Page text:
When P.V. Narasimha Rao became prime minister, he was advised by one of his Hyderabadi friends to get rid of some of the advisers he had inherited from the Rajiv Gandhi establishment. Rao rubbished the thought saying: “These people influence the intellectual discourse in Delhi. It is better I keep them on my side.” He was wise. He was also utterly pragmatic. And, intellectually, he had much in common with the upper caste ‘Nehruvian elite’ who inherited power from the British.
Interestingly, Atal Bihari Vajpayee, too, shared many of the values of the post-colonial Nehruvian elite. He followed Rao’s strategy of coopting the members of the ‘Delhi durbar’—the power elite of bureaucrats, diplomats, academics, artists, writers, journalists and business leaders who had benefited from their proximity to political power through the Nehru family era.
When Vajpayee put out his Kumarakom Musings, I wrote an editorial in The Financial Express that was titled ‘Atal Bihari Nehru’, drawing attention to the ‘Nehruvian’ undertone to Vajpayee’s thoughts. In fact, a senior journalist close to the BJP criticised Vajpayee at the time, accusing him of pandering to Delhi’s “IIC elite”—the leading lights of the India International Centre who were seen as beneficiaries of the Nehru-Gandhi dynasty. Both Rao and Vajpayee chose to run their governments with the ‘Nehruvian elite’ on their side.
During Jawaharlal Nehru’s own time, both ‘Left’ and ‘Right’ intellectuals were outside this charmed circle. After 1969 some on the Left were coopted into the ‘Delhi Durbar’. But, both the Lohia socialists, at one end, and the Maoists, at the other, remained the outsiders. With the rise of the BJP and its hindutva ideology, many liberal and left-wing critics of the Nehru-Gandhi regimes closed ranks with the Nehruvian elite.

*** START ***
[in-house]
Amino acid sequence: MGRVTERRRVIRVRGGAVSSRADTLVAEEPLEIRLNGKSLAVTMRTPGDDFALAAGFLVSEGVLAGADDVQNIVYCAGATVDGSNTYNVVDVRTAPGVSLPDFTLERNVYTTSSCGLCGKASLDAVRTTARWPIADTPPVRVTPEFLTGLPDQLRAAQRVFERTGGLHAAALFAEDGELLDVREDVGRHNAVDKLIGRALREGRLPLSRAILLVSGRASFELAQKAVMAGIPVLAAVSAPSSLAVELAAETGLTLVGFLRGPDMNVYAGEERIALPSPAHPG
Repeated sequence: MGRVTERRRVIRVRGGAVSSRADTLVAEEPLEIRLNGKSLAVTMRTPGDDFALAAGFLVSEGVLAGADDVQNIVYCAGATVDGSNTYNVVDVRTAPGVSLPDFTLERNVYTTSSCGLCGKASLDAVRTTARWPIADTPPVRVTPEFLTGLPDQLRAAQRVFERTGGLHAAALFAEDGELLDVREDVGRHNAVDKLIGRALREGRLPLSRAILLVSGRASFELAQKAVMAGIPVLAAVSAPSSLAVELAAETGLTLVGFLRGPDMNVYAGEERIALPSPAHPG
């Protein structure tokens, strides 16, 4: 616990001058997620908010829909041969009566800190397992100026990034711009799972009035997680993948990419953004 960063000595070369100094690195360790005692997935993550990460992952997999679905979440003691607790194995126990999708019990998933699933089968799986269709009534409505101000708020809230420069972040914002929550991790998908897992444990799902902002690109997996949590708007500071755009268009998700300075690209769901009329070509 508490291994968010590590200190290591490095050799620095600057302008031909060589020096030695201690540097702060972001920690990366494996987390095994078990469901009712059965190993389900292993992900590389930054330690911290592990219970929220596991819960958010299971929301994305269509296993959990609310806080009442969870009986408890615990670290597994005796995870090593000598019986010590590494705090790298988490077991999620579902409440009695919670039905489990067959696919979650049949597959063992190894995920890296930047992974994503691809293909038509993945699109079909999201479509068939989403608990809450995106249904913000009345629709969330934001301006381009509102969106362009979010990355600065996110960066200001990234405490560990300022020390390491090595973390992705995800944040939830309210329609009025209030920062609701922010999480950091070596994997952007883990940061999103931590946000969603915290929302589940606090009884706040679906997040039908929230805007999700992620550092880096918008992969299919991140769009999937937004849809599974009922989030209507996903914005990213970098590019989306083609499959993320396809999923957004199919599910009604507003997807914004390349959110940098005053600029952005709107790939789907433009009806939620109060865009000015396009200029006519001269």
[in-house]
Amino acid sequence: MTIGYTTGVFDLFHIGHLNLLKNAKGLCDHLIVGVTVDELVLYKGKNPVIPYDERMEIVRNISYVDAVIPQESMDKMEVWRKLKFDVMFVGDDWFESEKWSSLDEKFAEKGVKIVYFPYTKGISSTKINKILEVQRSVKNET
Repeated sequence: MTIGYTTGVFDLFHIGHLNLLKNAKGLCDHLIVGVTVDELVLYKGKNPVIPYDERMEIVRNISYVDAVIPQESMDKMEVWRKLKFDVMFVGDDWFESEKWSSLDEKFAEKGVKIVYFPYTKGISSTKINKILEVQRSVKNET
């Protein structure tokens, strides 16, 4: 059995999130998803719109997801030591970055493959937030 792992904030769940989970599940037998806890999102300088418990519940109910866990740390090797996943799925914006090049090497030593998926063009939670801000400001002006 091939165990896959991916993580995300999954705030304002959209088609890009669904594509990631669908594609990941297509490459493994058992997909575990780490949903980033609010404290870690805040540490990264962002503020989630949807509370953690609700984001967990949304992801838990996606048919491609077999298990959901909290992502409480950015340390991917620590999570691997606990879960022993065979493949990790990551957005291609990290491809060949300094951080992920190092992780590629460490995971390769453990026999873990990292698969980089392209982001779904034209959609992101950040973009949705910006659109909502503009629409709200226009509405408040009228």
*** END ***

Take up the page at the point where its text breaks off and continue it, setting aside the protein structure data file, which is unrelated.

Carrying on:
The elections of May 2014 marked a turning point. After storming the Delhi Durbar, Narendra Modi chose to marginalise the Nehruvian elite rather than coopt them. The consequent Left-Right divide in India’s intellectual discourse is now out in the open. While Vajpayee sought to win over the ‘liberal centre’, Modi has pushed them away, allowing them to move closer to the Left. Modi seems to view his electoral victory as the beginning of the end of the dominance of the Nehruvian elite in India’s intellectual discourse.
That this intellectual regime change should impact so many institutions, ranging from an institute to train film and television talent to one aimed at promoting research in recent history, is a reflection of the enormity of the role of the Nehruvian State in shaping post-colonial intellectual discourse in India. In how many modern democracies does the government run a film and TV institute or a school for journalists? The Nehruvian State was involved in manufacturing not just scooters and bread but also culture. While other post-Nehruvian prime ministers began the process of getting the government out of the business of manufacturing scooters and bread, none of them, not even Modi, has tried to end governmental grip over cultural institutions.
It is not surprising that the first salvo against Modi’s attempted intellectual regime change in the Delhi Durbar should have come from none other than Jawaharlal Nehru’s own niece. Several generations of the Nehruvian elite and members of the Delhi Durbar are now up in arms. This will go on. In many institutions they may well be replaced by less accomplished people. Such is the nature of cultural revolutions.
In China, Mao Zedong sent the Beijing elite to farms and factories during the so-called Cultural Revolution. Most Chinese view that period as the darkest chapter of their history. The danger and the downside to anti-elitism is that it can spawn anti-intellectualism, which India cannot afford. As the new inheritors of power in India seek their due, they should take care not to weaken institutions, even as these come under new ideological leadership.